PHMSA launches 2013 with harmonization
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January 03, 2013
PHMSA launches 2013 with harmonization

The Pipeline and Hazardous Materials Safety Administration (PHMSA) underlined its commitment to align U.S. hazardous materials regulations (HMRs) with international standards by issuing a final harmonization rule that coincided with international standards that became effective January 1, 2013.

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PHMSA notes that federal law and policy strongly favor the harmonization of domestic and international standards for hazmats in transportation.  “Harmonization facilitates international trade by minimizing the costs and other burdens of complying with multiple or inconsistent safety requirements for transportation of hazardous materials,” notes PHMSA.  “Harmonization has also become increasingly important as the volume of hazardous materials transported in international commerce grows.  Safety is often enhanced by creating a uniform framework for compliance.”

International code and technical instructions

Based on its review and evaluation of the international standards, PHMSA is amending the HMRs to incorporate changes from the 17th Revised Edition of the UN Model Regulations, Amendment 36-12 to the International Maritime Dangerous Goods (IMDG) Code, and the 2013–2014 International Civil Aviation Organization (ICAO) Technical Instructions, which became effective January 1, 2013.  (While the IMDG Code is effective January 1, 2013, the previous amendment may continue to be used until January 1, 2014.)

Notable amendments to the HMRs effected by PHMSA’s final rule include:

  • Updated references to international regulations, including the ICAO Technical Instructions, the International Convention for the Safety of Life at Sea, the IMDG Code, the UN Model Regulations, the UN Manual of Tests and Criteria, the Canadian Transportation of Dangerous Goods Regulations, and various technical standards
  • Addition, revision, or removal of certain proper shipping names, hazard classes, packing groups, special provisions, packaging authorizations, bulk packaging requirements, and passenger and cargo aircraft maximum quantity limits from the hazardous materials table (HMT) (49 CFR 172.101)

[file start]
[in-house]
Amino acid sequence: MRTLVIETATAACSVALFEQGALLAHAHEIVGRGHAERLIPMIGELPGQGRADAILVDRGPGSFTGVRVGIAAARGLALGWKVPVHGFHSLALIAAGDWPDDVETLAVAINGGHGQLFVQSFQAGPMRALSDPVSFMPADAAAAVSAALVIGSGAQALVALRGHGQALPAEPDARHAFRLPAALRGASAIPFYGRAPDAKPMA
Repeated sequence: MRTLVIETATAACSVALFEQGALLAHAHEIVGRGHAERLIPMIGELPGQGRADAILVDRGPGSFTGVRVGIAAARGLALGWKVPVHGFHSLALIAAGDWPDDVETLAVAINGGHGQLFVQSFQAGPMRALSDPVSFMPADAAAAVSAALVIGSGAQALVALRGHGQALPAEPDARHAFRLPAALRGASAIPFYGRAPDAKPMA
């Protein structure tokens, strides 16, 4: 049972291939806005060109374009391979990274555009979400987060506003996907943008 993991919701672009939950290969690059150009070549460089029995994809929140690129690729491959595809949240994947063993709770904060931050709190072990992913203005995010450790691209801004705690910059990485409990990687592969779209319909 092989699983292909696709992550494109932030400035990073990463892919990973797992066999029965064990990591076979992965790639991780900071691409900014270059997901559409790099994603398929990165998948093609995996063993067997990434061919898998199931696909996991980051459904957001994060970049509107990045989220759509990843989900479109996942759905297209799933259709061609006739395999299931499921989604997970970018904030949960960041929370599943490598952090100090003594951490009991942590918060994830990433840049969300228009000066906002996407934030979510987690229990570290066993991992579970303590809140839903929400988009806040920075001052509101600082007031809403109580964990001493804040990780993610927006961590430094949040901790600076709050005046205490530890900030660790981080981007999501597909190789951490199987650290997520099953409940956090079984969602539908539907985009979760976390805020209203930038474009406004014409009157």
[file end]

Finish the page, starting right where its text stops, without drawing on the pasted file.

• Adoption of new HMT entries for chemicals under pressure and specify acceptable bulk and nonbulk packagings, filling limits, and appropriate segregation requirements
  • Adoption of an exception for the transport of aircraft batteries aboard passenger aircraft in excess of the quantity limits specified in column 9A of the HMT
  • Revision of the vessel stowage provisions in column 10 of the HMT
  • Adoption of minimum size requirements for the “UN” or “NA” markings specified at 49 CFR 172.301
  • Adoption of changes throughout Part 173 (packaging requirements) to  (1) authorize the use of wood as a material of package construction for certain explosives; (2) authorize the use of metals other than steel or aluminum for drums and boxes; and (3) where appropriate, permit the use of nonremovable head drums in those instances where removable head drums are otherwise authorized
  • Adopt a new packaging definition, operational controls, performance-oriented standards, and testing requirements for flexible bulk containers

Lithium batteries

In a parallel action, PHMSA has requested public comment on the impact of changes to the requirements for the air transport of lithium cells and batteries.  Those changes were adopted into the 2013–2014 ICAO Technical Instructions on the Transport of Dangerous Goods by Air and subsequently incorporated by reference with the publication of the harmonization rule.  PHMSA says it is considering the long-term impacts of permitting shippers and carriers to choose between compliance with the existing HMRs or compliance with the ICAO Technical Instructions when transporting batteries domestically by air.

Click here for access to the prepublication final harmonization rule and the request for comment concerning the changes to the requirements for the air transport of lithium cells and batteries.

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